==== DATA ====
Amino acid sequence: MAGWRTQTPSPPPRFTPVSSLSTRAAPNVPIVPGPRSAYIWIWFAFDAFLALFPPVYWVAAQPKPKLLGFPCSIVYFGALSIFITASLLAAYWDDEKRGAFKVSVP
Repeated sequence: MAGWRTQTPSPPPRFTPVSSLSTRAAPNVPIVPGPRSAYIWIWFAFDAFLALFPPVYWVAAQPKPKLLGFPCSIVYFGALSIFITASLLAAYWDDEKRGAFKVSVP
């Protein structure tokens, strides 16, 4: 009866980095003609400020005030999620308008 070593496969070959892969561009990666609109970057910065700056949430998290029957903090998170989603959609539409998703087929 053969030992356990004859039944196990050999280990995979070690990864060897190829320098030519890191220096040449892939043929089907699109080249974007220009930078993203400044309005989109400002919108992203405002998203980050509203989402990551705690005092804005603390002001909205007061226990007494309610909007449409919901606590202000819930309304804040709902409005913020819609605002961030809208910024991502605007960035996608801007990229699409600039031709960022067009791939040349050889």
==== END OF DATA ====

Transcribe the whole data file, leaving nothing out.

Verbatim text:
Amino acid sequence: MAGWRTQTPSPPPRFTPVSSLSTRAAPNVPIVPGPRSAYIWIWFAFDAFLALFPPVYWVAAQPKPKLLGFPCSIVYFGALSIFITASLLAAYWDDEKRGAFKVSVP
Repeated sequence: MAGWRTQTPSPPPRFTPVSSLSTRAAPNVPIVPGPRSAYIWIWFAFDAFLALFPPVYWVAAQPKPKLLGFPCSIVYFGALSIFITASLLAAYWDDEKRGAFKVSVP
């Protein structure tokens, strides 16, 4: 009866980095003609400020005030999620308008 070593496969070959892969561009990666609109970057910065700056949430998290029957903090998170989603959609539409998703087929 053969030992356990004859039944196990050999280990995979070690990864060897190829320098030519890191220096040449892939043929089907699109080249974007220009930078993203400044309005989109400002919108992203405002998203980050509203989402990551705690005092804005603390002001909205007061226990007494309610909007449409919901606590202000819930309304804040709902409005913020819609605002961030809208910024991502605007960035996608801007990229699409600039031709960022067009791939040349050889």